Access to the full content is only available to members of institutions that have purchased access. If you belong to such an institution, please log in or find out more about how to order.


Print

Contents

Rāmānuja (d. circa 1137)

DOI
10.4324/9780415249126-F031-1
DOI: 10.4324/9780415249126-F031-1
Version: v1,  Published online: 1998
Retrieved November 17, 2019, from https://www.rep.routledge.com/articles/biographical/ramanuja-d-circa-1137/v-1

Article Summary

A south Indian Brahman, Rāmānuja was the theistic exegete of the Vedānta who propounded a doctrine which came to be known as viśiṣṭādvaita or ‘qualified monism’. As such, he is often said to be the founder of the most prominent of the four schools of the Vaishnava religion, the Śrīsampradāya, although in fact he considered himself to be a participant in an already ancient tradition. Rāmānuja’s version of Vedānta challenges the uncompromising nondualism of Śaṇkara.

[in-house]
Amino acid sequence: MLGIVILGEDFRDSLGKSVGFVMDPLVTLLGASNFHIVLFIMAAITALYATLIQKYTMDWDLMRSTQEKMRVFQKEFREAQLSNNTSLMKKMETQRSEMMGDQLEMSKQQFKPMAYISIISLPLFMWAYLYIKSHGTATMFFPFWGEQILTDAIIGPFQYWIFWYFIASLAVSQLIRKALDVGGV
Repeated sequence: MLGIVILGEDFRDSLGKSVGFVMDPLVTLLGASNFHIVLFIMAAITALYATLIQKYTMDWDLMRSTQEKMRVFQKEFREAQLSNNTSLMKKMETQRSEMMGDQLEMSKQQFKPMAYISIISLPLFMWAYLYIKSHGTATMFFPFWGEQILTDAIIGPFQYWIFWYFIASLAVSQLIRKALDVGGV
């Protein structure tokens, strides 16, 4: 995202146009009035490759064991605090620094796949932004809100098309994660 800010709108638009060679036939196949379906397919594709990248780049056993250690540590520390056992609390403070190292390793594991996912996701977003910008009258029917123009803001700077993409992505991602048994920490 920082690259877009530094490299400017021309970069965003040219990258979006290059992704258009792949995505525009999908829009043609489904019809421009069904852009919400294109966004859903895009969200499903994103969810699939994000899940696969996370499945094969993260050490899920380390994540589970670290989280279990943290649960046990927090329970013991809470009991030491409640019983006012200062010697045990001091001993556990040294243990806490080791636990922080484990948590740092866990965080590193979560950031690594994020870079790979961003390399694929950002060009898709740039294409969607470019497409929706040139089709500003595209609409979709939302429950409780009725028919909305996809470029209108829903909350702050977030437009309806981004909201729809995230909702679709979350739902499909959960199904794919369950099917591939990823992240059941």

Print
Citing this article:
Brzezinski, Jan K.. Rāmānuja (d. circa 1137), 1998, doi:10.4324/9780415249126-F031-1. Routledge Encyclopedia of Philosophy, Taylor and Francis, https://www.rep.routledge.com/articles/biographical/ramanuja-d-circa-1137/v-1.
Copyright © 1998-2019 Routledge.

Related Searches

Regions

Religions

Related Articles